People have long looked for miracle elixirs and magical diets to help keep them healthy into old age, and a recent study seems to have found just that. The new research out of the Helfgott Research Institute at the National University of Natural Medicine found that a specific combination of foods can add more than three years to your life in just eight weeks. While a regimented diet is essential, the researchers found, their two-month program also consisted of sleep, exercise, and supplement guidelines that promote longevity, too.
The study, which was published in the journal Aging in April, included 43 healthy adult men between 50 and 72 years old; 21 of them followed the diet, exercise, sleep, stress management, and supplement regimen and 22 acted as the control group.
Lead author Kara Fitzgerald, ND, explained in a statement that the program “was designed to target a specific biological mechanism called DNA methylation and in particular the DNA methylation patterns that have been identified as highly predictive of biological age.” The term “DNA methylation patterns” refers to “the accumulation of damage and loss of function to our cells, tissues, and organs,” which is believed to be the driving force behind aging, the researchers explain.
“What is extremely exciting is that food and lifestyle practices, including specific nutrients and food compounds known to selectively alter DNA methylation, are able to have such an impact on those DNA methylation patterns we know predict aging and age-related disease,” said Fitzgerald. To see what you should be eating and doing to add 3.23 years to your life, read on.
The researchers configured a very specific diet for participants in the treatment group to follow during the eight-week study. Each week, they had to eat nine ounces of liver and five to 10 eggs.
The diet was also heavy in vegetables, with participants consuming the following each day: two cups of dark leafy greens (like kale, spinach, and collards); two cups of cruciferous vegetables (like broccoli, cauliflower, Brussels sprouts); three cups of colorful vegetables (but not white potatoes or sweetcorn); and one or two beets.
Participants also ate four tablespoons of pumpkin seeds and four tablespoons of sunflower seeds or their respective butters every day. On top of that, they were told to consume one serving of methylation adaptogens, which could come in the form of half a cup of berries, half a teaspoon of rosemary, half a teaspoon of turmeric, two medium cloves of garlic, two cups of green tea, or three cups of oolong tea. Lastly, participants had to pack in six ounces of grass-fed, pastured, organic, and hormone/antibiotic-free animal protein and two servings of low glycemic fruit (like strawberries, apples, and peaches).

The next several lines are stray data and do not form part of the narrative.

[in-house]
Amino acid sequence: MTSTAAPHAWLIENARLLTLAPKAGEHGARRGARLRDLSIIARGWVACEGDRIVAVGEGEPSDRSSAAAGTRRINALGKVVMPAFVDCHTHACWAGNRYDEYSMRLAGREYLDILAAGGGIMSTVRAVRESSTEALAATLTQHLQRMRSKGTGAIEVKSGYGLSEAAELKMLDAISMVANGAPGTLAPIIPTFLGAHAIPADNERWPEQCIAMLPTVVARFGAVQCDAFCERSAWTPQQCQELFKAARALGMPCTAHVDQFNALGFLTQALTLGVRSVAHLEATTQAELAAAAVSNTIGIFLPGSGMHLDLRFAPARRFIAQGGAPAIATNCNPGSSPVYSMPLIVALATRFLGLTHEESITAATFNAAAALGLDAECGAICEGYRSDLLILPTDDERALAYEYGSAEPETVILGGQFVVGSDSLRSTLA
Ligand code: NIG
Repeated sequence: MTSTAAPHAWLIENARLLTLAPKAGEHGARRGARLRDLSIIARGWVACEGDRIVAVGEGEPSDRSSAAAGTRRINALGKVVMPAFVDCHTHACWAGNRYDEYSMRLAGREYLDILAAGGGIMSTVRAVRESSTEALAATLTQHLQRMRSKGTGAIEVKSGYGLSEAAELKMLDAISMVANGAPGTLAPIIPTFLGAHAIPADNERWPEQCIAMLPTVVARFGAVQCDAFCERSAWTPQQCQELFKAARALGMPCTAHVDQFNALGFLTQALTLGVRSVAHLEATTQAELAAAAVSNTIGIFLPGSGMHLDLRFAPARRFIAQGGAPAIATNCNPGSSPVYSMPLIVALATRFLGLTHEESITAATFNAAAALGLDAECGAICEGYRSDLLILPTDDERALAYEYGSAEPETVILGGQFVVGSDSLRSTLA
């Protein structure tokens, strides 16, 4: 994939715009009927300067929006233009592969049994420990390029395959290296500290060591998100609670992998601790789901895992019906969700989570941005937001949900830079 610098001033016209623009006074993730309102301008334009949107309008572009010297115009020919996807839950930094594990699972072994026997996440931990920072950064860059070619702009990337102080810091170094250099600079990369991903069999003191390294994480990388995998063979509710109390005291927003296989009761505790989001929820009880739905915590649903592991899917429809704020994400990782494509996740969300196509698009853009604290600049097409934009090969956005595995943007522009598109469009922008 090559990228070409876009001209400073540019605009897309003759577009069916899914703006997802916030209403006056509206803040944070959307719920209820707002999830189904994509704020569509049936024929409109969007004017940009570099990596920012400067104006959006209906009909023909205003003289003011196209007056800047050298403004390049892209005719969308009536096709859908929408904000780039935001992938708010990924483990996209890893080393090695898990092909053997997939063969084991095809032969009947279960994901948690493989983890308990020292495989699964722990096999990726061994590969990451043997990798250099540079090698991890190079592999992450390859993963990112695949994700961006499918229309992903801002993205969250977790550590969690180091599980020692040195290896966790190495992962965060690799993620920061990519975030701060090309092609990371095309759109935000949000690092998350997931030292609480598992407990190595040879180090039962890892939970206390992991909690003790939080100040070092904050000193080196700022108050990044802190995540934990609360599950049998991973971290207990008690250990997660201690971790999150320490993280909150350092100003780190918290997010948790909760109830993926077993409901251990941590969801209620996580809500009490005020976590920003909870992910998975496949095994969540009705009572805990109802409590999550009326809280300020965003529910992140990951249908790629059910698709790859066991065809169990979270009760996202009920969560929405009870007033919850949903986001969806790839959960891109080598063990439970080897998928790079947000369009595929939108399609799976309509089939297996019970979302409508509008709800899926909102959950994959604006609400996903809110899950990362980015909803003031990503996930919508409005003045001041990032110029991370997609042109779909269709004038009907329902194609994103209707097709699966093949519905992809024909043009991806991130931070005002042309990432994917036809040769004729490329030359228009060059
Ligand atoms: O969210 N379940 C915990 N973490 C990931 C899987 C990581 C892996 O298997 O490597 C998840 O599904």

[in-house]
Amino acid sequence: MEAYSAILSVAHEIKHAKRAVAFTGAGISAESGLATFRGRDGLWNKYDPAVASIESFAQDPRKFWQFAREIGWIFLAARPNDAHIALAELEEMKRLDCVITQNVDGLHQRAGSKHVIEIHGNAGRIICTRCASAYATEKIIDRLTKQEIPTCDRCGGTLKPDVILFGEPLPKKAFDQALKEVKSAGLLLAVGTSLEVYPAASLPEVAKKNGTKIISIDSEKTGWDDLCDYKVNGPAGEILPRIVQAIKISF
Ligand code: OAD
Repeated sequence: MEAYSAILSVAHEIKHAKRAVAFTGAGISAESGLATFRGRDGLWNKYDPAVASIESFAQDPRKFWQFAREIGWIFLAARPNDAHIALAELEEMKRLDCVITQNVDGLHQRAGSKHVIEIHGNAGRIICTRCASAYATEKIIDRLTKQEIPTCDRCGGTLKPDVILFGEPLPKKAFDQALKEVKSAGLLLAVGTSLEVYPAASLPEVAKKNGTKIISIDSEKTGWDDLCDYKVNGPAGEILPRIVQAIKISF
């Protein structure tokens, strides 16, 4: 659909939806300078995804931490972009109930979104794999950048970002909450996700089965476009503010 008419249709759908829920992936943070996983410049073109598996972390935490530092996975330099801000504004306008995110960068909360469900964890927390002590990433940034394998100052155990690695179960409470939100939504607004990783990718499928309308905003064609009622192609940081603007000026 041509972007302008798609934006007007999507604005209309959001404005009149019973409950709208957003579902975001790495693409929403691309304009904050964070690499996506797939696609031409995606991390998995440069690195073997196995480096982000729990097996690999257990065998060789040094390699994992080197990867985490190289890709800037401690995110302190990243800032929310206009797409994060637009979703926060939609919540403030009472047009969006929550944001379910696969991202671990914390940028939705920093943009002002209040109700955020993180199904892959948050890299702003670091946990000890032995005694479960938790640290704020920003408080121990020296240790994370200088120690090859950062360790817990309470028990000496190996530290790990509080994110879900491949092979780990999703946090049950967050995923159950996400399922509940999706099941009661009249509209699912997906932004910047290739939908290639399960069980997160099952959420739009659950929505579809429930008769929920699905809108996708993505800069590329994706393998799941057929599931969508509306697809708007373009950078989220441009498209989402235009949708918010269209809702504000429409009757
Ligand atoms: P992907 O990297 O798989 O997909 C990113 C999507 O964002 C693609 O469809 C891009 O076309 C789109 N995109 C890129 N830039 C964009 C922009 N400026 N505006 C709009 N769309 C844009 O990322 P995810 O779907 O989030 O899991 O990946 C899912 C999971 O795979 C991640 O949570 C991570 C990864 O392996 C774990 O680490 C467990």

The diet also came with general guidance to get organic food whenever possible; stay hydrated; use “healthy” oils (like coconut, olive, flaxseed, and pumpkin seed oil); balance different types of fat; and avoid added sugar, dairy, grains, and legumes. Additionally, participants were advised not to eat between 7 p.m. and 7 a.m. Researchers also asked them to minimize their use of plastic food containers, which can cause you to ingest chemicals that negatively affect your health.
Exercising was another crucial part of the eight-week regimen. Participants in the treatment group were prescribed a minimum of 30 minutes of exercise daily for at least five days a week, totaling two and a half hours weekly.
And the workouts couldn’t be phoned in, either—each exercise session had to be at an intensity of 60 to 80 percent of “maximum perceived exertion.”
In accordance with the regimen, those in the treatment group also took one serving of PhytoGanix®, “a combination of organic vegetables, fruits, seeds, herbs, plant enzymes, prebiotics, and probiotics,” twice a day.
Sleep is just as important as diet and exercise when it comes to your health. The men in the treatment group were instructed to average a minimum of seven hours of sleep per night.
Additionally, they were directed to engage in a specific stress management technique. Twice daily, they were instructed to use the breathing exercise “The Relaxation Response,” created by Herbert Benson, MD, which involves six steps, according to Massachusetts General Hospital. Throughout the exercise, you sit quietly, close your eyes, relax all your muscles, breathe through your nose, and say the word “one” silently each time you breathe out. You repeat this process for 10 to 20 minutes.